What has inspired you to become a writer?Inspiration to tell stories came early. I was the kid in the fourth and fifth grade sneakily reading Stephen King novels at 800 pages apiece behind my propped-up math text book. At eight, I was the editor of a short-lived school paper and we didn’t have enough content to fill the back page. I went home and hauled out my Mom’s old IBM typewriter to begin an epic serial about two young girls who are abducted by aliens in their backyard. I knew I had something when the other kids begged to know what would happen in part two. Alas, the teacher who managed the newspaper project got a transfer and part two of the saga never made it out. I guess, in a way, I’ve been writing towards the end of that tale ever since. How do you come up with your characters and how do you make them so interesting? I start in a very visual way. Without even closing my eyes, I can clearly see what’s happening and, as I noodle around on the ‘what’ of a story, I eventually start to form a visceral view of the ‘who’ in the tale. The people inside that vision have to become real to me, even before I start the first sentence. If they don’t then I don’t care about them. I have to care, or else I never haul them out of trouble. And, really, isn’t that what makes fiction great? Dumping someone you care about into a heap of worry and then methodically traipsing them out of said trouble in a believable and satisfying way. My biggest conundrum is when a dazzling or lovely person gets in a trap and they aren’t pulled out in time. It’s the biggest challenge for me — I can’t save everyone and, sometimes, a character I adore needs to die so that things keep chugging for the whole story. Forgive me, readers. I will kill again. What makes your stories and books different than other books you have read? Everyone has their own style, what is yours? I mix and match genres, influences and types of stories. One major thrust of my writing life is to never repeat the same kind of book twice. I want to push myself to unearth new and different pieces of myself as I tell stories. So while a book like ZED has companion books that have a flow between them, there are nearly a dozen different genres represented among them. One might be a coming-of-age paranormal while the next might be a murder mystery and then I may discover that the next works best as a straight-ahead horror. There’s noir and crime books and even a western. Now, do they all look exactly like their home genres suggest? Not at a glance. They use the tropes from each genre but usually in a new mix. They meld into something that, I guess, looks and reads like a Jason McIntyre novel. Hopefully, readers enjoy the journey through all the different places I like to play. Oh, and I hope they get scared and a little upset along the way. Do you plan on writing any other genres? Future genres include something that no one who’s read my work will believe. I want to write a romance novel and a deeply historical fiction that is true to an extremely ancient time period. As always, I want to have fun with what I write, and produce something unique that interests readers, but pushes me into new territory. Anything else you would like to discuss about you as a writer? ZED is part of a mosaic novel. The only other writer I know who’s written this kind of a work is George RR Martin. His mosaic comprised of books written by a dozen different writers all working within one world and telling stories about the same characters. DOVETAIL COVE works in a similar way. The characters flow in an out of the background of several books and the island setting is the same place, spanning a decade in the history of one place that has a succulent past and a lurid present. The difference between Martin’s mosaic and this one is that I’m writing all the pieces myself. Each DOVETAIL book stands on its own, with a distinct beginning, middle and end. But if you read more of them, the pieces of a much larger puzzle begin to fall into place. At present, ZED marks the fourth of ten books to be released. Others available now are BLED, SHED and DREAD. Look for new ones in 2015 and 2016. Getting to Know the Author as a Person What do you like to do when you are not writing? I travel as much as I can and spend time with my crazy kiddos. Readers and friends from social media will likely remember all the posts about the nutty things my kids say. I won’t even mention my wife here. She has her own cult following among my Facebook and Twitter feeds. I have built a lovely studio in my home and use it to write music, paint when I’m able and, yes, nap profusely when the spirit is not moving me otherwise. What relaxes you when you need to unwind? Creation of every sort is about the most relaxing thing I can imagine doing. I adore many forms of music and art and, when I’m in the middle of drafting a new book, it’s the greatest escape from life’s stresses. I peel back the page and transport to an entirely new place as I write. The process of uncovering a story is food for my soul. What are your favorite foods? I have always loved to travel and try new experiences and dishes wherever I go. Lately, I’ve been on a jag for Eggs Benedict and have been trying that in as many countries and cities as I can. Now, of course, lots of places don’t have that so I’ve broadened it to ordering eggs prepared in whatever style is most prevalent in the place I’m visiting. It’s really interesting to discover the different cooking methods — not to mention the different kinds of birds’ and lizards’ eggs that have been brought to my table! Have you ever had any paranormal experiences? I’ve had what I call ‘inconclusive’ paranormal experiences. Things have happened that, even after intense scrutiny, a rational person might not be able to form a judgment as to whether it was explicable by science or by para-science. Rest assured, all strangeness in my world (paranormal or just odd and intriguing) eventually finds its way into a story or two. Writing, I’ve discovered, has really become my own form of torture, er, I mean self-therapy. I write to understand the events of the world, of people and of my own life. Tell us anything you would like your readers to know about Jason McIntyre. I once shared a bottle of expensive red wine with a homeless man. The throat infection I developed the following week nearly put me in the hospital and my health insurance had lapsed so I couldn't get a scrip for antibiotics. I went through six tubes of topical Polysporin. Yep, I gargled the stuff five times a day until I could see straight again.
Record: 1974-03452 Subject: Zeke <Last Name Redacted> Date: August 31, 1974 Type: psychological assessment Method: audio cassette recording Interviewer’s notes: Zeke seems to be of below average intelligence. My understanding is that he’ll be given comprehensive intelligence and psychological tests upon admittance to a local group home care facility. - CFZeke, can you tell me how you feel about your family, now that you’re an adult? I got me no memory of my Mama. My Daddy, he and I didn’t get along so good. Now we have some good times. He lets me work with him. Least he used to. Now that Chief Birkhead come and get me and start doing his talks with me, I don’t know. I might never do the work with my Daddy again. That might be sad. What do you want from life? To keep my truck, wash it, and have it nice fer always. I only got a me few scratches and I buffed them out. I’d like to find a purty lady who maybe doesn’t care that my thinker bottle is cracked and don’t work so good no more. If you were granted three wishes, what would you ask for? Like a genie in a bottle? I saw that on a tv show once. I Dream a Genie. Let’s see. A shiny bufferin’ machine. For my truck you know. A new poker stick so’s I can reach way down deep into the sewers. For when I’m on duty and the trash pick up on Main street. And maybe, I dunno, maybe I’d like to take a train trip one day. I member going on the little loco-mota when I’s a boy. We got one on the island, you know. Lotsa people don’t know that but we do. It was fun. That big smoke stack going way up and making that big smoke in the air. It was fun and I’d like to get me on a train like that again. What three things would you take to a Desert Island? I dunno, I already live on an island. Dovetail Cove and a bit north of town is the only place I ever been. Hard question. Can I skip it? In your relationship with others, how are you different with family than you are with friends? Why? I ain’t never different with nobody. Same Zeke alla time. I hate when people give those fake smiles, you know? Or when they lie to you and you know they lyin but you can’t figure out what to say so that the lie is seen. Fakeness is hard. Same Zeke always. Scout’s honour. How do you fall in love? At first sight? Over a long period? <inaudible> <muffled response> Zeke, can you answer? How do you fall in love? Does it take a long time or happen all at once? I bin in love a couple times you know. I like it when purty girls laugh. They sound so nice and when I make em laugh, that’s the best, you know. My Dad says I’m not supposed to talk about bein in love. Guys like Zeke, he says, guys like us, we don’t get to do that. What parts of loving come easy for you? Hard? Hard? Like you mean when dem girls do their laughing and my private parts get— <inaudible> No. Kay. Nevermind. I like the talking parts but I’m not so good at them. Making purty girls feel safe – I can do that real good. Really, Mister, if you’re gonna keep asking about lovey-dovey stuff, you gots ta talk to my Dad. He says I’m not supposed to talk about this. I got in trouble a couple times now. Chief said. and when I make em laugh, that’s the best, you know. My Dad says I’m not supposed to talk about bein in love. Guys like Zeke, he says, guys like us, we don’t get to do that. What parts of loving come easy for you? Hard? Hard? Like you mean when dem girls do their laughing and my private parts get— <inaudible> No. Kay. Nevermind. I like the talking parts but I’m not so good at them. Making purty girls feel safe – I can do that real good. Really, Mister, if you’re gonna keep asking about lovey-dovey stuff, you gots ta talk to my Dad. He says I’m not supposed to talk about this. I got in trouble a couple times now. Chief said. How do you decide if you can trust someone? Experience with others? With this person? First impressions? Intuition? Do you test the person somehow? Or are you just generally disposed to trust or not to trust? Trust? I don’t know. What do you mean, trust? Oh, I don’t know Zeke, I guess I mean, how do you know someone isn’t lying to you? I never really think about it. Don’t all Mommies and Daddies teach their little ones to tell the truth? Mine did. I always do. Everyone should. When you walk into a room, what do you notice first? Second? I was real good at re-doin floors. All kinds of floors. Tile and wood, polish and rug. I like to see how good a floor is and then I think about how I could do it better. When you walk into a room, what do you expect people to notice about you? Nobody should look at Zeke. My Daddy told me I ain’t supposed to look at nobody so maybe they shouldna look at me. Describe yourself to me. Me? I’m strong for my size. I can lift two of me, and I’m real good at looking after Main Street. Did you turn out the way you expected? The way your parents predicted? When I was a kid I got hurt real bad. My thinker took to leaking and I don’t imagine anyone knew I was gonna be like I am. But I can still get by. I do okay. What really moves you, or touches you to the soul? Daddy says we ain’t got no souls. But if I had to say, I’d tell you. Purty girls. When they laugh. That’s what touches Zeke’s soul. What's the one thing you have always wanted to do but didn't/couldn't/wouldn't? What would happen if you did do it? My Dad says I’m not supposed to say. What do you consider are your strengths? My arms. My back is pretty strong too. What do you consider are your weaknesses? Can’t lift much with my pinky fingers. Or my baby toes. They’re the weakest, I bet. What is one physical attribute you are proud of? Physical what? I told you about my nice truck, right? What one physical attribute would you change? What do you consider are your weaknesses? Can’t lift much with my pinky fingers. Or my baby toes. They’re the weakest, I bet. What is one physical attribute you are proud of? Physical what? I told you about my nice truck, right? What one physical attribute would you change? I put two new tires on the back when I saved up enough. I’d change out the front ones if I could afford to. What do you consider your special talent? I always do what I say I’m gonna. No one has to guess. Zeke always comes through. What do you wish your special talent was? Maybe if I could patch up my thinker. I can see the words. I know what I’m supposed to do and say, but it pours out before the words come to my mouth. Maybe like sand. Or water. If I could patch up m’ thinker, tha’d be good. What are you most proud of about your life? You keep asking me that same questions! I told you about my truck, din’t I? Is there anything you've always wanted to do but haven't done? What would happen if you did it? This question again. Where’s my Dad? Did he make you ask this one? Trine ta trick me, maybe. What's the worst thing you've ever done? Why? I have to go now, okay? I should get back to my job with the town. Describe your ideal mate. Please Mister. Can’t we just let Zeke go back to work now…? maybe. What's the worst thing you've ever done? Why? I have to go now, okay? I should get back to my job with the town. Describe your ideal mate. Please Mister. Can’t we just let Zeke go back to work now…? What are you most afraid of? <inaudible> <muffled> Okay. I can’t talk to you anymore. Kay? Zeke, what's the most important thing in your life? What do you value most? <sobbing> Come on, Mister, please, you have to let me go back. I’m gonna get in trouble. I can’t do no more of your questions right now. How do you feel about your life right now? What, if anything, would you like to change? Pleeaaase! Let me go! <inaudible> *End of Recording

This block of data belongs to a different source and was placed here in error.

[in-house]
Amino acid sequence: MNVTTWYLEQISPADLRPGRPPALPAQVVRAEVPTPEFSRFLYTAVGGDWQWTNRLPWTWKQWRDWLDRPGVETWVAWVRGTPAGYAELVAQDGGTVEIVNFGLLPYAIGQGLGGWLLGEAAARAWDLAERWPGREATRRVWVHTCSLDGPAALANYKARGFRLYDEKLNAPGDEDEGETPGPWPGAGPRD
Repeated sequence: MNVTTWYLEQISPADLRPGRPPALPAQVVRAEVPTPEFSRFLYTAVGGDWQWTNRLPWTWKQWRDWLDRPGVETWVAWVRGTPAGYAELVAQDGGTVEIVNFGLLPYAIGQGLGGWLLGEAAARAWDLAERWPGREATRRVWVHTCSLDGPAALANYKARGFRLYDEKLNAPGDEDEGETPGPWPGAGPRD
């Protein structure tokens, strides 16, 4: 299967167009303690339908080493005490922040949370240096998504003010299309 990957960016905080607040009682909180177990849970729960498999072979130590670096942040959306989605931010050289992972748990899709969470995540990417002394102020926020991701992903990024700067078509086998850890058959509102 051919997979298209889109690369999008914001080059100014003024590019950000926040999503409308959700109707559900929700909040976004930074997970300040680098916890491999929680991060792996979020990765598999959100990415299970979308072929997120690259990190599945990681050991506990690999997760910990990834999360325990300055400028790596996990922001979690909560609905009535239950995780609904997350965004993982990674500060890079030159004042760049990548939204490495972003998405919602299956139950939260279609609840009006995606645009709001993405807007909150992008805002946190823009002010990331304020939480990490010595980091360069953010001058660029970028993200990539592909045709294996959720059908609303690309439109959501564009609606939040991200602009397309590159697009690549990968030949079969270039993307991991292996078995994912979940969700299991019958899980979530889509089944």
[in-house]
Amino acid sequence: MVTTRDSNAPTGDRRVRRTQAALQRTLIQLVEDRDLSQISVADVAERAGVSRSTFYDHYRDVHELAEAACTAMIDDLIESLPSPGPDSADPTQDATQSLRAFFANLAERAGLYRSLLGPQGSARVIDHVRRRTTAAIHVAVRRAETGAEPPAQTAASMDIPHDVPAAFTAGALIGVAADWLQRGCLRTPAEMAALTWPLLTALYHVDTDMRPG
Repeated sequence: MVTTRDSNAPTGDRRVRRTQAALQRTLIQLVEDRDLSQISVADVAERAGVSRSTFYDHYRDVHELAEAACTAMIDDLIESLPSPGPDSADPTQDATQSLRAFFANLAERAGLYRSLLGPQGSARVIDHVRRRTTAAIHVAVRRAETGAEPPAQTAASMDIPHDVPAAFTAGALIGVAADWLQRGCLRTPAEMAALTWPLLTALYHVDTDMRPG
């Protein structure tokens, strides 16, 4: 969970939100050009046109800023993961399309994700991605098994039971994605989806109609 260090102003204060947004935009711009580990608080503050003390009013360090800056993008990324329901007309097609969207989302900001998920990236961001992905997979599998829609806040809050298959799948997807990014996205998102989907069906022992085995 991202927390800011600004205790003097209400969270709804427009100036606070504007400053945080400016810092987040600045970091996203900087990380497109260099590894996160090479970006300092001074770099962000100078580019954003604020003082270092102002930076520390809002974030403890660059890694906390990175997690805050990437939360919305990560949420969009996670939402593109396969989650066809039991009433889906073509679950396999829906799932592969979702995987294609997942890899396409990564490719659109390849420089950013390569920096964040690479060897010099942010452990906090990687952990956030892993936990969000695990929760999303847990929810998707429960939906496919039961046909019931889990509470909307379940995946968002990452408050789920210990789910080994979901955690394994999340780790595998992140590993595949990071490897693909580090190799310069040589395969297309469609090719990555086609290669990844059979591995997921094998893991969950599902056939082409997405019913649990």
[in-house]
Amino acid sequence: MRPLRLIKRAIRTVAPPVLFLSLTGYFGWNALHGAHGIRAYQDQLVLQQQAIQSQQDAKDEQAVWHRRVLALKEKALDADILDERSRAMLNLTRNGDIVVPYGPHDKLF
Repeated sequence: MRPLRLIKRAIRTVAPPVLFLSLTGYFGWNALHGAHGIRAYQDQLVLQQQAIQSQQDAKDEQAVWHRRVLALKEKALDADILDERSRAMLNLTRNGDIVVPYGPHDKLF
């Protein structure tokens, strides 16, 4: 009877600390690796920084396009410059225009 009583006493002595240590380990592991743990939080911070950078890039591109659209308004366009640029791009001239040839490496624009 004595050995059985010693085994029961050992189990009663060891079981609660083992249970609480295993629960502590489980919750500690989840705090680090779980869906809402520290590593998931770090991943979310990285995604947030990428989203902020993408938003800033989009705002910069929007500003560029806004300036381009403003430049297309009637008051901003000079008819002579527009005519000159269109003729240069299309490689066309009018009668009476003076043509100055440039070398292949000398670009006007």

JASON MCINTYRE is the #1 Kindle Suspense author of THE NIGHT WALK MEN, bestsellers BLED and SHED, plus the multi-layered literary suspense, THALO BLUE. His first novel, ON THE GATHERING STORM, earned a spot in the Top 20 Debut Authors for the Goodreads Choice Awards.McIntyre's debut novel, ON THE GATHERING STORM was VOTED as one of the TOP 20 DEBUT AUTHORS — Goodreads Choice Awards
Learn more and connect with the author at www.theFarthestReaches.com